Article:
Transmission Replacement Labor Cost

A rough estimate of an average cost to replace a transmission solenoid would be about $500.

I am curious since So Many Acadia's seem to have the Wave Plate problem in the transmission, what is a fair price to pay for a transmission rebuild? My Duramax with a Allison 6 speed cost me $3500 to rebuild. I can't imagine an Acadia Transmission would cost that much? Transmission repair cost can be very expensive and cost to rebuild transmission can range from $1,100 to $3,200, based on your particular car model and where you’re taking it to get fixed. Transmission rebuild cost is so high because it has several complex components, most of which are simply irreplaceable and can cause significant damage to.

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In an ordinary automatic transmission, the gears are shifted by valves directing the pressurized transmission fluid to engage different hydraulic clutches.

Transmission Replacement Labor Cost Near Me

On newer car transmission designs, the fluid flow is directed by electric solenoids, which are operated by either the Powertrain Control Module (PCM) or the Transmission Control Module (TCM).

On most applications, each solenoid’s operating circuit is monitored, and there is a built-in self-diagnostic capability. So, if a solenoid is not operating as designed, an engine light is triggered.

Costs of Transmission Solenoid Replacement

There is a lot of variety depending on year and model, but a rough estimate of an average cost to replace a transmission solenoid would be about $500.

Some more specific estimates of the solenoid replacement cost using a labor rate of $100 per hour are illustrated below:

  • For a 2013 Honda Accord with a 3.5-liter engine

The labor time to replace a shift solenoid is about an hour. There is a solenoid assembly on the valve body, as well as a separate “C” solenoid; all mounted on the top of the transmission housing.

A factory solenoid assembly costs about $614, and a “C” solenoid costs about $154. This makes the job about $714 to replace the solenoid assembly and about $254 to replace solenoid “C”.

  • For a 2015 Dodge Dart with a 2.4-liter engine

The labor time to replace a transmission solenoid is 1.4 hours. On this vehicle, the shift solenoids come as a non-serviceable valve body assembly located inside the transmission pan. A factory valve body costs about $1,120. This makes the job cost around $1,280; adding in an average cost for the transmission fluid to be refilled.

  • For a 2012 Chevrolet Silverado with a 5.3-liter engine
Transmission Replacement Labor Cost

The labor time to replace a transmission solenoid is 3 hours. The shift solenoids are located on the valve body inside the transmission pan. Availability is limited, even through dealer sources. However, there is a PA Cargo solenoid body assembly available for about $237. The total cost to complete the job would be about $567, which includes the cost of fluid to refill the transmission.

  • For a 2010 Hyundai Sonata with a 2.4-liter engine

The labor time to replace a transmission solenoid is about 3.7 hours. The solenoid assembly is located inside an upper transmission cover plate. There are five shift solenoids, and Standard replacements are about $71 each. This makes the replacement of shift solenoid cost about $461, including transmission fluid and gasket.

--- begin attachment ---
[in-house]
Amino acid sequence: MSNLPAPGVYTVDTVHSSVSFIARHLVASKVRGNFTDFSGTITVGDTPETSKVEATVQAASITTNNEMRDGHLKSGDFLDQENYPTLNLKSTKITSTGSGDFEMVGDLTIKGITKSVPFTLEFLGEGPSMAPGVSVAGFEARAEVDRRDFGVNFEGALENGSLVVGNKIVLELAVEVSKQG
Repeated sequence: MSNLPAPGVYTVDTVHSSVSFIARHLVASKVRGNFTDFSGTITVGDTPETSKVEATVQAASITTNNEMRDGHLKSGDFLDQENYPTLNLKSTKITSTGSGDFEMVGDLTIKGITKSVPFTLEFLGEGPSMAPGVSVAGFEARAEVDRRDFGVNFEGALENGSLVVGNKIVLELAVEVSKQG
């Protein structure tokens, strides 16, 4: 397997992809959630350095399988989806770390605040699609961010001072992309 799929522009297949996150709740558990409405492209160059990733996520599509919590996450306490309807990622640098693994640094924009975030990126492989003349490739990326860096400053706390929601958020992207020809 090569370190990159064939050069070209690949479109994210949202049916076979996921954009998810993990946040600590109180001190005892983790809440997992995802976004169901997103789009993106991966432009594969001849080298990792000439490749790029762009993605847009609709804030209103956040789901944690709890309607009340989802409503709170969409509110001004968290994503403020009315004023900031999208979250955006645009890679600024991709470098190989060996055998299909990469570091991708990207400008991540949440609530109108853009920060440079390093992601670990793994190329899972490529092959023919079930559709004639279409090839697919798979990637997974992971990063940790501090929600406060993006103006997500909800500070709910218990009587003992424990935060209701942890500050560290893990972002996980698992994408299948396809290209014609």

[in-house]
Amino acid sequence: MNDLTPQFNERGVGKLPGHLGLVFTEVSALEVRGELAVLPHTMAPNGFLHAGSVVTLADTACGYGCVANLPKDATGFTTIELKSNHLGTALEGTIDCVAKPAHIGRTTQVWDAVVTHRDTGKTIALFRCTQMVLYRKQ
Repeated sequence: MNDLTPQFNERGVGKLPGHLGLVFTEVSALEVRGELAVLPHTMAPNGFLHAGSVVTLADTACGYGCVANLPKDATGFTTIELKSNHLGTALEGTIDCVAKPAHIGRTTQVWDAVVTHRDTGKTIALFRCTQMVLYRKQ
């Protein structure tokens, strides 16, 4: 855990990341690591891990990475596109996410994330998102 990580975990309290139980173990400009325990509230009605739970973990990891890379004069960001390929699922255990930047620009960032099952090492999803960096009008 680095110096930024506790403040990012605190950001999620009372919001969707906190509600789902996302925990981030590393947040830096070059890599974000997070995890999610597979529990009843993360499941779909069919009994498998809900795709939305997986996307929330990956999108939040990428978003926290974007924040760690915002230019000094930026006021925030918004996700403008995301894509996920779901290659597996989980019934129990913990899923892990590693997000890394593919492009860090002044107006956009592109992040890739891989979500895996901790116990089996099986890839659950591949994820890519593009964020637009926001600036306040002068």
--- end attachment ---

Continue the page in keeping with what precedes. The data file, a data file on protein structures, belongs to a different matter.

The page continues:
Related Repairs To Do

Any time the transmission has to be dealt with or opened up, that’s a good time to go ahead and do a transmission service, or at least a drain and fill.

On some transmissions, transmission fluid replacement is unavoidable if there is a lower pan that has to be removed to access the solenoid. While it’s being done, there is also usually an inexpensive transmission filter that is ordinarily replaced, as it has to be removed anyway.

On some other designs that have no transmission pan a drain and fill is usually an additional step. Contaminants or debris in the fluid can contribute to solenoid failure, and it’s a good idea to renew the fluid even if it adds to the cost of the repair.

While the basic diagnostics can be simple due to the self-diagnostic capabilities of the PCM and TCM, usually triggering a code that indicates to some specific shift solenoid failure, sometimes a problem that looks initially like a transmission solenoid can wind up being a problem with the wiring harness to the solenoids instead.

If the solenoids and the wiring are accessible externally, that can be pretty straightforward to diagnose. However, if the solenoids and the wiring are internal, some disassembly is needed in order to determine which is at fault. In the case of the 2015 Dart, for instance, the solenoid wiring harness runs through the inside of the transmission and it’s replacement requires dropping that pan and removing the valve body. So the labor is about the same for the solenoid as it is for the wiring harness, which itself costs about $380 through OE sources.

In many cases, if a code indicates a certain solenoid has failed and the wiring is inaccessible to test, an assumption will be made that the solenoid is at fault and then disassembly is begun. At the point where the wiring harness is accessible, however, best practice is to test both solenoids and wiring to tell for certain which is the problem before continuing.

Transmission Solenoid Replacement